Why Collect Classic Video Games?

One of the things people always ask when I tell them that I collect classic video games is "Why?". There are many reasons why a person goes backwards in an age when all it seems that people want is what is new and improved. So I compiled a list of reasons why someone would choose this hobby. You can print this list off and hand it to your spouse, friends, family or whoever else gives you a weird look when you brag about how you finally picked up a copy of Crazy Climber.

1. NOSTALGIA - Video games are the one connecting thread for our generation. For a majority of the people who are nearing or just over thirty, video games were a recreation of choice during our childhood. Almost everyone seemed to own at least one system. There were 25 million Atari 2600s sold alone, so it wasn't a small fad. Many of us remember certain games we enjoyed and playing these bring back the fun times of our childhood. Many of my fondest memories have video games as part of them. Plus, unlike the 60's, we didn't exactly have great music.

2. EASE OF PLAY - One of the best points of early video games is their ease of play. Almost anyone could learn to play games like "Pacman," "Galaxian," "Q*Bert" and others. Most of the early games, due to the lack of technology and because the industry was still in its infancy, were simple to play. Many only needed just a joystick or a joystick and a button. This makes classic games excellent systems for young children, who aren't so critical of the graphics and sound.

3. ORIGINALITY - Another of the pluses of early games is the originality. Without FMV, 3D graphics, and stereo sound to fall back on, early games had to create unique and fun to play games. Since there wasn't enough memory to create large, multi-level games, they had to be addictive. This is an era where you could be a bartender (Tapper), a fast food worker (Burgertime), a frog (Frogger) or even a plumber who had to fight a giant ape. One gripe I hear constantly about the new generation of games is how everything is either a "Doom" clone or a "Mortal Kombat" clone. While there was cloning back then (many Pacman and Space Invader clones), it was not as prevalent as today.

4. AFFORDABILITY - With new video game systems breaking the $200.00 price barrier and video games going for anywhere from $50.00 - $100.00 new, not everyone can or wants to afford them. Plus, new systems have shorter shelf life and their resale value isn't very good. Try taking a used game to one of those video game resale shops and see how little you get for it. With classic games, you can buy a system and anywhere from 10-50 games for the price of one new game. While the graphic and sound quality isn't as good, there is still plenty of gameplay to be found.

5. LACK OF TIME - One of the main reasons I am a fan of the classic systems is that I don't have a lot of time to spend playing games. Many of the newer games take considerable time to learn (especially with all the buttons) and to play. I have friends who have spent whole evenings playing a single game. With the classic games, your average game is much shorter. In an evening, you can usually play a bunch of different games.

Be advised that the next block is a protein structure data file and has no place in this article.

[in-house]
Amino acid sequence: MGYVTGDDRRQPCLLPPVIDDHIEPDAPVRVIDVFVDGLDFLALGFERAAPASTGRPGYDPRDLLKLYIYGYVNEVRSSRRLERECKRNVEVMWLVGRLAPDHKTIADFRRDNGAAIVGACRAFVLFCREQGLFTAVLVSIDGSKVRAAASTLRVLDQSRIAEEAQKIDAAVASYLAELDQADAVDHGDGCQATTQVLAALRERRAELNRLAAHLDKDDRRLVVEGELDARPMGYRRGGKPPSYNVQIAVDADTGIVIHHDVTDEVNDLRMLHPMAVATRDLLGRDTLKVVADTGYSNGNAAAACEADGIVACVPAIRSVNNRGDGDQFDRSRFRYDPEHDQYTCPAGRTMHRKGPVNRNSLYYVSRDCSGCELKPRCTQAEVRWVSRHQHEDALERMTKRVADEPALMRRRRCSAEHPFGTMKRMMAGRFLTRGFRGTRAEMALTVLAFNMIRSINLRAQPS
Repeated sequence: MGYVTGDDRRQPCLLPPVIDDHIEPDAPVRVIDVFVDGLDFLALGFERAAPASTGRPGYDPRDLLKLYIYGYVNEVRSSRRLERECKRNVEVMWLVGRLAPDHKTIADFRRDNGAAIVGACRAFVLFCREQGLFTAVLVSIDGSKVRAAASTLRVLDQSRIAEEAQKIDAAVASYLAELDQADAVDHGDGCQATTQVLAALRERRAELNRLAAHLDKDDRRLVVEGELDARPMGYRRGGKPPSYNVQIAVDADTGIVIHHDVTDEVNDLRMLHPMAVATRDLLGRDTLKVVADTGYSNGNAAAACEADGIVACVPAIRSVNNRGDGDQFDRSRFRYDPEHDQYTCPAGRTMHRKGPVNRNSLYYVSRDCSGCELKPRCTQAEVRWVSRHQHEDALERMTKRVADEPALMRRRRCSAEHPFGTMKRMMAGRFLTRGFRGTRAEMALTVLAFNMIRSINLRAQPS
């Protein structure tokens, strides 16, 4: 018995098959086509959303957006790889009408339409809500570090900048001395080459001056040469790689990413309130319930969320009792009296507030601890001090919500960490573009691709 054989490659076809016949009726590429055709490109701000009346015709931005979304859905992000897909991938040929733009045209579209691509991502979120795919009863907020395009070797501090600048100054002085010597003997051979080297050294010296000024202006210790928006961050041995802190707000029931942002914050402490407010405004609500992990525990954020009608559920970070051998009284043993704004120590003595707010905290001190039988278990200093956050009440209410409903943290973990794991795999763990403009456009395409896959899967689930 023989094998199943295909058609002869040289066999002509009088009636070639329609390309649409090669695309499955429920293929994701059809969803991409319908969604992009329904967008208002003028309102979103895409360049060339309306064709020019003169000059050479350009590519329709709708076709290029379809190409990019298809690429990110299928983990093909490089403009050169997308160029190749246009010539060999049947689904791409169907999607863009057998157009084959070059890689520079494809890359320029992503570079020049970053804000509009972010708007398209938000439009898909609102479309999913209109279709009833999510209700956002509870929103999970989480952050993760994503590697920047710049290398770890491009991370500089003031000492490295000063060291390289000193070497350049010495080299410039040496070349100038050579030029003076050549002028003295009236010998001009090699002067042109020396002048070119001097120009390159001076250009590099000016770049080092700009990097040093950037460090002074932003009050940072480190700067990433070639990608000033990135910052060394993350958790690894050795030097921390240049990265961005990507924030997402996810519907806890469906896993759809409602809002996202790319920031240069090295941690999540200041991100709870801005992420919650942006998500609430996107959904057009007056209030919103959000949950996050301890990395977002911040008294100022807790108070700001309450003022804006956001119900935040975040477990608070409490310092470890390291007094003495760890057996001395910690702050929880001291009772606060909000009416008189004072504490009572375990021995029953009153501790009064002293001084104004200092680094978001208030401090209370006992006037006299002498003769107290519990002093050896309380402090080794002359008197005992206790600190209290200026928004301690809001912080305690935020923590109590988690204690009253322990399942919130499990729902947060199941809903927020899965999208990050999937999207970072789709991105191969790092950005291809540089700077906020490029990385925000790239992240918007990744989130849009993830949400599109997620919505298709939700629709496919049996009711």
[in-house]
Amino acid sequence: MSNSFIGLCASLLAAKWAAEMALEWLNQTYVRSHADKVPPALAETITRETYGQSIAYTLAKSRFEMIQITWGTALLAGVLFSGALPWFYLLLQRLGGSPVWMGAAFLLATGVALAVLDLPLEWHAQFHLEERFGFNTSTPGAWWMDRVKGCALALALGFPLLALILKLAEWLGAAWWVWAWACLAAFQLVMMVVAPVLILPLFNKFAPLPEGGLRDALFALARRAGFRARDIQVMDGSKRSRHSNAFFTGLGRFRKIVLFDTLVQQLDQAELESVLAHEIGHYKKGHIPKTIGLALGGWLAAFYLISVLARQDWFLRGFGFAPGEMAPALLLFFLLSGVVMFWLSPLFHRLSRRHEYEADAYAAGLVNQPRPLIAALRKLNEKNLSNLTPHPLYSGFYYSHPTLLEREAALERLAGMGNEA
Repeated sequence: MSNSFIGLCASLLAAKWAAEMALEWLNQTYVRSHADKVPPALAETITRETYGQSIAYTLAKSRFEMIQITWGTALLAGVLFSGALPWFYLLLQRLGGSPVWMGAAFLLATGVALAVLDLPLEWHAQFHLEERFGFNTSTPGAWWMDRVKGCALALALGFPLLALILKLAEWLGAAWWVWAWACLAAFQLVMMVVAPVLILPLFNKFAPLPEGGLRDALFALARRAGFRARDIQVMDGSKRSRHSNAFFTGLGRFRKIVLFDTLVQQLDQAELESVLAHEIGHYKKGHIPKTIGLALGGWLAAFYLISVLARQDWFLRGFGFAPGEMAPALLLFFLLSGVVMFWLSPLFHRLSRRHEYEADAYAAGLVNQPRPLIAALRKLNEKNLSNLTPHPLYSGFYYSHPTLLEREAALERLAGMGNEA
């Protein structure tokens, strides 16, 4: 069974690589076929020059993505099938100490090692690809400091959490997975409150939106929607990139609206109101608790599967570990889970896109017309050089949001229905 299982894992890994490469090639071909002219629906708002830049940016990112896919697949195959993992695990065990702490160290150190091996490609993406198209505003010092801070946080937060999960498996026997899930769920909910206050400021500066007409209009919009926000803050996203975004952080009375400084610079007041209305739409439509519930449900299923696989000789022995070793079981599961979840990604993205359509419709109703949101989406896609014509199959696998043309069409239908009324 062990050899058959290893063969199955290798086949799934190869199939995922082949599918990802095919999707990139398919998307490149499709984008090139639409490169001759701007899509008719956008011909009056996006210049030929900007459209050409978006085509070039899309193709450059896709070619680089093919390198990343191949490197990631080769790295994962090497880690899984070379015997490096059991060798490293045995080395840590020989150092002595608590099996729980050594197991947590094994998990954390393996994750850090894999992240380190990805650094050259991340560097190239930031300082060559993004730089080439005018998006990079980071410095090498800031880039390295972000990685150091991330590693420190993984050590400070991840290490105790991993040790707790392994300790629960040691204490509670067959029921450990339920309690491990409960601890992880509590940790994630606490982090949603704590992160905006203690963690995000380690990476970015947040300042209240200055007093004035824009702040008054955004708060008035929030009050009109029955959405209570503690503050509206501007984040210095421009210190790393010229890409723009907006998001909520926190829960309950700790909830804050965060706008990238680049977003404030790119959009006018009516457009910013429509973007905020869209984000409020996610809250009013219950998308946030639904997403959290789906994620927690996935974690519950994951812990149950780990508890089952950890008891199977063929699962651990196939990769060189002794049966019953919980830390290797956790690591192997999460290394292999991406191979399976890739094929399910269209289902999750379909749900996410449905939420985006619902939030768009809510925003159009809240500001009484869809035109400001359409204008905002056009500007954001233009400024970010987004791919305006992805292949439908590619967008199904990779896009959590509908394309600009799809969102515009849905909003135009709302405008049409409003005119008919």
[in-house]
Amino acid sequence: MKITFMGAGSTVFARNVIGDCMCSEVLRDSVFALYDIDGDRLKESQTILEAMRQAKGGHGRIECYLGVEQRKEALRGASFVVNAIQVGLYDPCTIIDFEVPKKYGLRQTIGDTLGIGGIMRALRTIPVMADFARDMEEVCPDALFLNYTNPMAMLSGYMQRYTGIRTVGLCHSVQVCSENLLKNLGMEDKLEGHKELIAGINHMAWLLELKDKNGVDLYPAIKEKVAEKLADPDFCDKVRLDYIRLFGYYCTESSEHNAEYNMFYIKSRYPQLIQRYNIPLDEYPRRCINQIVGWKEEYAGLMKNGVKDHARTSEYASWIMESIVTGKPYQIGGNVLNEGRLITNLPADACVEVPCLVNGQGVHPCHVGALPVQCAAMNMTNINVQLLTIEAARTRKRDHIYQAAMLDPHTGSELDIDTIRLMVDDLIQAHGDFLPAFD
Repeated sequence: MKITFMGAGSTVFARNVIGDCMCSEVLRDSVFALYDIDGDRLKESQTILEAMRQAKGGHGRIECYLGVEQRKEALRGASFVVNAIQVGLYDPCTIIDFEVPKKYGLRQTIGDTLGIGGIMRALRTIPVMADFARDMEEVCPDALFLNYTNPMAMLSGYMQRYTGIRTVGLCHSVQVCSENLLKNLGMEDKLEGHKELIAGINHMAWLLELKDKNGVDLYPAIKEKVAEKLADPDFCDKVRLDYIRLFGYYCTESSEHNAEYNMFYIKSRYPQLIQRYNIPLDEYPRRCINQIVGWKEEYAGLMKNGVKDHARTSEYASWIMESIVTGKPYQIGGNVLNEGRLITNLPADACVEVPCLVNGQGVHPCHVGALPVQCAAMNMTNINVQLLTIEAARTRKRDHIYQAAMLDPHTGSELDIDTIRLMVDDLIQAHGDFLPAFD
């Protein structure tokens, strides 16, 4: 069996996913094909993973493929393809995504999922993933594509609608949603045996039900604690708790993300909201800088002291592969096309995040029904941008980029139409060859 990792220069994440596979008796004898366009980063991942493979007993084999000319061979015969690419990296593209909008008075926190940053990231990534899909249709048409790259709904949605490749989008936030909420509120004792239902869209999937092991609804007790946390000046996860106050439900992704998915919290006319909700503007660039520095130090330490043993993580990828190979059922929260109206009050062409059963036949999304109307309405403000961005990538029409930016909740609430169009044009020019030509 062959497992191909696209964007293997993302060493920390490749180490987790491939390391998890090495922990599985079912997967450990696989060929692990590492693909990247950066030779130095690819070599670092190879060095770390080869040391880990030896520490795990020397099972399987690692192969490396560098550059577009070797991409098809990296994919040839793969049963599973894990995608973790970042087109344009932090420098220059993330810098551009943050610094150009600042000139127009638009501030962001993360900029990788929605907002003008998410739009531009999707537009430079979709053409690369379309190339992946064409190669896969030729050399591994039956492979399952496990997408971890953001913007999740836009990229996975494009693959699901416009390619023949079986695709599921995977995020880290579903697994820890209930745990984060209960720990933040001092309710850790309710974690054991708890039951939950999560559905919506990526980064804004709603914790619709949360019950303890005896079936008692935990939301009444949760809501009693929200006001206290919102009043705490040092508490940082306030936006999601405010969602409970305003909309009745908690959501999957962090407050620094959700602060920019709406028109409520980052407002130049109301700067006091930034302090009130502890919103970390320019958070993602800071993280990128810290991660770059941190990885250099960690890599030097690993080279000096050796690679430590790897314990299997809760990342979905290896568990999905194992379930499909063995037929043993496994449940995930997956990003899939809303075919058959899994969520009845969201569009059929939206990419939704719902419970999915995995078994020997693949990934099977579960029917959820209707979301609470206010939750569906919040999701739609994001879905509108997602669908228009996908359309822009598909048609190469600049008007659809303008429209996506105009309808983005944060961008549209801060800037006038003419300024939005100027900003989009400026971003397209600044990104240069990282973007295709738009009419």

6. STILL A HOBBY - While this may change in the future, the classic (or retro) gaming industry is mostly full of other collectors who are willing to trade and swap stories and high scores. There isn't a legitimate price guide to ruin this hobby like many others have been. Plus, you can usually find stuff at much cheaper prices than they originally sold at. Try saying that about most other hobbies.

7. RELIABILITY - Most of the early systems were built well. I am still using a Coleco I bought back in 1983. Same with a Vectrex I bought and took with me to college in 1984. Will the owners of these new CD ROM systems be able to make the same claims? I doubt it. Don't get me wrong, there are some poorly made systems and accessories from the past (just ask any retrogamer about the 5200 joysticks), but they are the exception. A sure sign of the difference of newer system from classic ones is the original Nintendo and the terrible flickering problem it has.

8. CHALLENGE - While new system have a lot of games made for them, will any of them ever top the 1000+ games made for the Atari 2600? If you add in all the label variations, you have the making of a extremely hard, if not near impossible task, to get all of them. While I don't strive to do it myself, it is something many collectors would like to do.

9. Historical Perspective-Even if the games are simple, there is alot that can be learned from studying classic games.   First, you get to see the evolution of an industry.  You can see how far it has come from the simple pong to the extremely sophisticated systems of today.  You can see the start of trends that are still prevalent today.  From clones, to licensed games and more all got their start in the classic era and are still used today.   Plus, you get to look at a period of time that is sometimes reflected in the games.   Would Missile Command be as gripping today in a post Cold War era?  Would a game like Texas Chainsaw Massacre be as appalling today in this era of more blood and guts?

There are nine reasons why classic gaming collecting can be a fun and affordable (unless you try to do #8) hobby. So don't worry if your friends think you are crazy. Just invite them over for a few games of Joust or Robotron and see if they don't have fun.


 

The best place now to find classic games is ebay.  Click below to begin searching:

 

 

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Tom Zjaba 1997 - 2015      

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